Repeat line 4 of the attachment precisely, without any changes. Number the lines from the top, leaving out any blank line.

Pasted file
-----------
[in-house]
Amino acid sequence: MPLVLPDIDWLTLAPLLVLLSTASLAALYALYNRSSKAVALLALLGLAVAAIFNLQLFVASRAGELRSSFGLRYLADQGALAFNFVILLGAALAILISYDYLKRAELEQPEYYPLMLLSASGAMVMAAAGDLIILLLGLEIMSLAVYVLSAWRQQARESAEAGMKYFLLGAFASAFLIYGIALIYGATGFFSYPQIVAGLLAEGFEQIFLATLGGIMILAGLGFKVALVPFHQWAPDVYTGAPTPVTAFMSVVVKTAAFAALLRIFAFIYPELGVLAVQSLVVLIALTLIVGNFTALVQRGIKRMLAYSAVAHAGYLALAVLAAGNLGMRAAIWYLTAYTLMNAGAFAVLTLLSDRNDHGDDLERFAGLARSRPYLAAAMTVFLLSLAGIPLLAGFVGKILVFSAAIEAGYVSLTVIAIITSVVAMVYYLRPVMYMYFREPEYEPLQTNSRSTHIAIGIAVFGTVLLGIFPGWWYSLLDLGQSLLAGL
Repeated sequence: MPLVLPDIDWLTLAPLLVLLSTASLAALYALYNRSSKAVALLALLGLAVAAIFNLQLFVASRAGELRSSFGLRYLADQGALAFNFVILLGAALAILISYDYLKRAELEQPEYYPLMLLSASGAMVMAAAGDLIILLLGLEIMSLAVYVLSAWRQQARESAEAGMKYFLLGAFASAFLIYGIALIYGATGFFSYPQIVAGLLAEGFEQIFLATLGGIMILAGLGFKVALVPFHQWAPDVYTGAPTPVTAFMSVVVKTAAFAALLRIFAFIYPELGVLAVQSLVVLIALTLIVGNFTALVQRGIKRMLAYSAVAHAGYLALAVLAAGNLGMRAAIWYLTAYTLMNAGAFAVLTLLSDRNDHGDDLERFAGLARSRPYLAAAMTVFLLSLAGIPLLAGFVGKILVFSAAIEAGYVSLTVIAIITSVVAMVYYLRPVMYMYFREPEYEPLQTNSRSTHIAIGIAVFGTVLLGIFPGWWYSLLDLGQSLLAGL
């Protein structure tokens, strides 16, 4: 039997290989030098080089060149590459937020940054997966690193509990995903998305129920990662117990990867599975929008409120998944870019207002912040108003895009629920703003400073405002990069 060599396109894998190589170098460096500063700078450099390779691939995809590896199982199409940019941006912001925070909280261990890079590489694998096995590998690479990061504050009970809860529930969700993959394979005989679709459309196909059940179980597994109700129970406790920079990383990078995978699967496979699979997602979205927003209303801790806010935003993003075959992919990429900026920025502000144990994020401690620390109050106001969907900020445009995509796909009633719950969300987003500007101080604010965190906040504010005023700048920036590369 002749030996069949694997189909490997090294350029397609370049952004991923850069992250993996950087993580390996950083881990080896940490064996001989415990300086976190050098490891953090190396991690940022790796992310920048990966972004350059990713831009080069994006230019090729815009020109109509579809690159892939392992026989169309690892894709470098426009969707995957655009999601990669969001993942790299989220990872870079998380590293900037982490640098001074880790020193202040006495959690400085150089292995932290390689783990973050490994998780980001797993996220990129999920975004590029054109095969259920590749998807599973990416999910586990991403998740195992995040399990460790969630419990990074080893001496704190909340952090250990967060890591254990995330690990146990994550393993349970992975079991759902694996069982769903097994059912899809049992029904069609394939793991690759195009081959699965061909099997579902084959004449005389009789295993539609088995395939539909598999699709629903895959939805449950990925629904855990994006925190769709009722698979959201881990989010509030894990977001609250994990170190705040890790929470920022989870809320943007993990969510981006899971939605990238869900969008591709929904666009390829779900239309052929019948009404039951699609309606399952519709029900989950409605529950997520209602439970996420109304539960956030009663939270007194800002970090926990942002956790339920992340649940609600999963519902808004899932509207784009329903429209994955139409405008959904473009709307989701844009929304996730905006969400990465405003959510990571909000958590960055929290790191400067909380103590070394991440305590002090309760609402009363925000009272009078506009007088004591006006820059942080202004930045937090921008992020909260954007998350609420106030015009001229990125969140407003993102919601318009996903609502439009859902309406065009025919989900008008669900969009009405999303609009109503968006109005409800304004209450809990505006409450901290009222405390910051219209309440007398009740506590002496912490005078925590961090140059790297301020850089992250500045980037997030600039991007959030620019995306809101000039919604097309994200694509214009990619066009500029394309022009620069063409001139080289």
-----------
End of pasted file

């Protein structure tokens, strides 16, 4: 039997290989030098080089060149590459937020940054997966690193509990995903998305129920990662117990990867599975929008409120998944870019207002912040108003895009629920703003400073405002990069 060599396109894998190589170098460096500063700078450099390779691939995809590896199982199409940019941006912001925070909280261990890079590489694998096995590998690479990061504050009970809860529930969700993959394979005989679709459309196909059940179980597994109700129970406790920079990383990078995978699967496979699979997602979205927003209303801790806010935003993003075959992919990429900026920025502000144990994020401690620390109050106001969907900020445009995509796909009633719950969300987003500007101080604010965190906040504010005023700048920036590369 002749030996069949694997189909490997090294350029397609370049952004991923850069992250993996950087993580390996950083881990080896940490064996001989415990300086976190050098490891953090190396991690940022790796992310920048990966972004350059990713831009080069994006230019090729815009020109109509579809690159892939392992026989169309690892894709470098426009969707995957655009999601990669969001993942790299989220990872870079998380590293900037982490640098001074880790020193202040006495959690400085150089292995932290390689783990973050490994998780980001797993996220990129999920975004590029054109095969259920590749998807599973990416999910586990991403998740195992995040399990460790969630419990990074080893001496704190909340952090250990967060890591254990995330690990146990994550393993349970992975079991759902694996069982769903097994059912899809049992029904069609394939793991690759195009081959699965061909099997579902084959004449005389009789295993539609088995395939539909598999699709629903895959939805449950990925629904855990994006925190769709009722698979959201881990989010509030894990977001609250994990170190705040890790929470920022989870809320943007993990969510981006899971939605990238869900969008591709929904666009390829779900239309052929019948009404039951699609309606399952519709029900989950409605529950997520209602439970996420109304539960956030009663939270007194800002970090926990942002956790339920992340649940609600999963519902808004899932509207784009329903429209994955139409405008959904473009709307989701844009929304996730905006969400990465405003959510990571909000958590960055929290790191400067909380103590070394991440305590002090309760609402009363925000009272009078506009007088004591006006820059942080202004930045937090921008992020909260954007998350609420106030015009001229990125969140407003993102919601318009996903609502439009859902309406065009025919989900008008669900969009009405999303609009109503968006109005409800304004209450809990505006409450901290009222405390910051219209309440007398009740506590002496912490005078925590961090140059790297301020850089992250500045980037997030600039991007959030620019995306809101000039919604097309994200694509214009990619066009500029394309022009620069063409001139080289």